1. re: Fuffy

                                                          Breast of Duck with Pomegranate Molasses, Moro, page 224.
                                                          Our turn with the duck breasts. We finally brought home some nice breasts (from Seattle!), and tried this recipe. As all of the above posts report, it was easy and very tasty. Mr. NS manned the oven while I worked on other dishes, and decided independently that they needed to go a bit longer. Oh he of little faith. Our breasts tended a tad closer to medium than medium rare. Next time we'll get it right. But they were delicious anyway! I do like a bit of sweet with duck, but have often found chefs go overboard with the sweetness. The tart note in the pomegranate molasses was the perfect counterpoint. I served the breasts with Roden's braised artichokes and peas, and a couscous made with duck stock, chick peas, dates, pine nuts, scallions, and parsley. I want more duck in my life! Delicious!

                                                           
                                                           
                                                          1. re: L.Nightshade

                                                            LN, I MUST make this dish... duck breasts on the shopping list NOW, so I shan't forget again:0

                                                        2. Fish Marinades: Spanish Marinade – Moro p. 180

                                                          With a lovely piece of wild salmon on the menu for tonight, I was delighted to find this recipe for a Spanish marinade. Prep is super-simple and quick though the authors do suggest that the fish marinade in the fridge for 1 – 2 hours.

                                                          Garlic is crushed in a mortar and pestle w fresh thyme & oregano along w some salt and pepper. While my thyme was fresh, I used dried oregano. Once the mixture is smooth, lemon juice and smoked sweet paprika is whisked in. The book then instructs you to “rub” the mixture all over the fish. I should note that the mixture is quite runny so I spooned it over top of the fish and then rubbed it in with the back of a spoon. I had plenty left over so I froze the rest for another night. Given how runny the marinade was, I wasn’t sure how effective it would be in infusing the fish with flavour, even after 2 hours in the fridge.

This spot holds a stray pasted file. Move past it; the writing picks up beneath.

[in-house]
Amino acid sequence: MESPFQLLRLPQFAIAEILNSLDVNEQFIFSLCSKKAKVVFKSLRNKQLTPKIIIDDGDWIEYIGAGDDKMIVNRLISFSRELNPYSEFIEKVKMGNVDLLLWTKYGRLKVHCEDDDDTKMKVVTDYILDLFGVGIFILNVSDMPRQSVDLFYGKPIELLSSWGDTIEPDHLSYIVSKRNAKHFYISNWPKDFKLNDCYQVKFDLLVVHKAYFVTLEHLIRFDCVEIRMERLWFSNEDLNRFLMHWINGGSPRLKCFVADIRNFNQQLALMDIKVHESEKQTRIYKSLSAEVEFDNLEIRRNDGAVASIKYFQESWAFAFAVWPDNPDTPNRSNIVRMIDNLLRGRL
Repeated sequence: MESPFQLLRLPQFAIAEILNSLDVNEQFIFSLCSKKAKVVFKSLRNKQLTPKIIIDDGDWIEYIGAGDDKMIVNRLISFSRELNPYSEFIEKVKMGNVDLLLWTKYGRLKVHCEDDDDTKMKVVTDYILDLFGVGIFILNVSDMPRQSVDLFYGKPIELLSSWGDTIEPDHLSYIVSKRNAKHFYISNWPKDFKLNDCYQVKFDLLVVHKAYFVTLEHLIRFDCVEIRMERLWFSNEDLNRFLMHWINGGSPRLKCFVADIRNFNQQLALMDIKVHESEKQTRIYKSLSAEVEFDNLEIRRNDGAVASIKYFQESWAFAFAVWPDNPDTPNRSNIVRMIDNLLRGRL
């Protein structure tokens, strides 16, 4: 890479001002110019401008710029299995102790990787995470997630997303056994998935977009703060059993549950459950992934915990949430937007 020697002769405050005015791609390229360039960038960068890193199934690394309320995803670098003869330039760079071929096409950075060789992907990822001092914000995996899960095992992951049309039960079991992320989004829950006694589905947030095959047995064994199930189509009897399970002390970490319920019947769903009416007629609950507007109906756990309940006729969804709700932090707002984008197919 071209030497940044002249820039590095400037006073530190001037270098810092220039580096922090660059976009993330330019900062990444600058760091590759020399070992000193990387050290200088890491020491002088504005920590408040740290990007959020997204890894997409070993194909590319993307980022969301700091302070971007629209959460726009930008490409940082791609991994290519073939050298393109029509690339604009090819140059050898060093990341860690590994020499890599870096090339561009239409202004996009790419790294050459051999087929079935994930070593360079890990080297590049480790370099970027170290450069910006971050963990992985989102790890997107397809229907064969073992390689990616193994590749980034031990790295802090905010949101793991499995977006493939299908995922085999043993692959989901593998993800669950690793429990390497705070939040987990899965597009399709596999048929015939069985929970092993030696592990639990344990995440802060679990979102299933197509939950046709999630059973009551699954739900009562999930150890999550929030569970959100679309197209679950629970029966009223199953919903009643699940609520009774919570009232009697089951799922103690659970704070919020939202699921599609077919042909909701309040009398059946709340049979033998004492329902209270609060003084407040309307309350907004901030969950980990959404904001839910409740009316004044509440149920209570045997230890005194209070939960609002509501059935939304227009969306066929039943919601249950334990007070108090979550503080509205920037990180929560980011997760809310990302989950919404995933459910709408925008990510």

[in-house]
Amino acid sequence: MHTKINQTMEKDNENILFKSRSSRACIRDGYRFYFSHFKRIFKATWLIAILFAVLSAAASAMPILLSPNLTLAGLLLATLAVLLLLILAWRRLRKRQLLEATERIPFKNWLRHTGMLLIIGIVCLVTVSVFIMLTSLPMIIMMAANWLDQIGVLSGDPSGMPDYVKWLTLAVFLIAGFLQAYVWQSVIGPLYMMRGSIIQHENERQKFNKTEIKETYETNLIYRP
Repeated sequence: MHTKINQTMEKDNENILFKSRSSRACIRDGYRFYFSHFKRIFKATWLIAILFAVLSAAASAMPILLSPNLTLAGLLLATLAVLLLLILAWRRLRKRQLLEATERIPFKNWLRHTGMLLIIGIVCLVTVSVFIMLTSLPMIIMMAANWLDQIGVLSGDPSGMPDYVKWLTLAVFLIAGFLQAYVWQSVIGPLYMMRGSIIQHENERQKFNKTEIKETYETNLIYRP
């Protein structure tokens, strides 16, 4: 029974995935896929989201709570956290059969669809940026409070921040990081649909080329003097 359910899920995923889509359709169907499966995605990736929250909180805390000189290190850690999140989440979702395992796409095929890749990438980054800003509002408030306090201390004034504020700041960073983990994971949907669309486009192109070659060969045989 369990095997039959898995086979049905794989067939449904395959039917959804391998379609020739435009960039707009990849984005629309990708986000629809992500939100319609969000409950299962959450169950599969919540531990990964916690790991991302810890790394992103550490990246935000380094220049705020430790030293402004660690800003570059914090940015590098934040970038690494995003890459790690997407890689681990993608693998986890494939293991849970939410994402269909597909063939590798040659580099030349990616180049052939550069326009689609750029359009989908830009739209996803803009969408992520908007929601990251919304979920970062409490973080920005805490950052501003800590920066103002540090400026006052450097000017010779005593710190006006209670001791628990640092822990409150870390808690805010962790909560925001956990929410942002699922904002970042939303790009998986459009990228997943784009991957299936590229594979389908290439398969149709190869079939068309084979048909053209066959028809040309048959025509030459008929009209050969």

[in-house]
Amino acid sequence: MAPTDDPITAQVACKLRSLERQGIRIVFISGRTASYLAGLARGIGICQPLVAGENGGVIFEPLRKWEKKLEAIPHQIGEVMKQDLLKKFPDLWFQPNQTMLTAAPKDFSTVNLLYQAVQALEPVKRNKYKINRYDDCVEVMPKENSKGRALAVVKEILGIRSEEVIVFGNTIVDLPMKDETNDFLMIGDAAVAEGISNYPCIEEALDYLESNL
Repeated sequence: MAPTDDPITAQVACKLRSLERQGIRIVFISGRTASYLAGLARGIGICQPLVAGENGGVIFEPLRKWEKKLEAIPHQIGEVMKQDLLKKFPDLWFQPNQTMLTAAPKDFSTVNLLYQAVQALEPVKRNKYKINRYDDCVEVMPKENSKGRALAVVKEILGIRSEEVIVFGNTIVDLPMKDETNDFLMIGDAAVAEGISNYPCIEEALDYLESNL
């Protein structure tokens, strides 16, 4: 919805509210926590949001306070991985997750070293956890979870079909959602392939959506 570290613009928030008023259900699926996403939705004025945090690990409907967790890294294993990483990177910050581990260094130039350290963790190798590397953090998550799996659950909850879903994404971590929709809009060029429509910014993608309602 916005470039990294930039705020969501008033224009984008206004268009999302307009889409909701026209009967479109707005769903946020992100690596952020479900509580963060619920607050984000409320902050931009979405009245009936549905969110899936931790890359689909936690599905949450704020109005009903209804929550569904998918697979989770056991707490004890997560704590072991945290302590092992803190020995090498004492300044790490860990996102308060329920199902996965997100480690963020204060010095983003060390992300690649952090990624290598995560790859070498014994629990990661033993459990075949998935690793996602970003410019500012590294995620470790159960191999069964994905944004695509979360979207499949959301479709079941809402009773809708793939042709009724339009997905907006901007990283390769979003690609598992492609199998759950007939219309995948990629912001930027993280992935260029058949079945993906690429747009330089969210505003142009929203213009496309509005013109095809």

While the fish looked lovely when it came out of the oven and the fish itself tasted good, there was very little flavour at all from the marinade. Next time I think I’d add the lemon juice by the tablespoon to taste. I think it just washed out the flavours.

                                                          I served this with steamed brown basmati rice and some grilled asparagus with a honey & sherry vinaigrette from The New Spanish Table (reviewed in the adjunct thread). The asparagus was awesome!

                                                           
                                                           
                                                           
                                                          1. Chicken stuffed with garlic and coriander, Moro, p221

                                                            Scrumptious, and not hard to do if you opt to roast the chicken whole, which is what I did. You can also use a boned chicken.

                                                            To make, poach three bulbs of garlic separated into cloves in milk for about 25 mins. Once tender, puree the garlic using a food mill (or just mash to a paste once you've removed the skins) and mix with cumin, chopped coriander and some saffron which you've infused in 3T of the hot milk from the garlic. Add 3t of olive oil and season. Separate the skin from the chicken breasts and thighs to make a pocket, and stuff the mixture inside. The book says to use a teaspoon, but I found it easier to use my fingers. Drizzle with oil and S&P and roast in a hot oven (220C) for about an hour, basting every now and then. I forgot to do this - whoops! Rest and serve.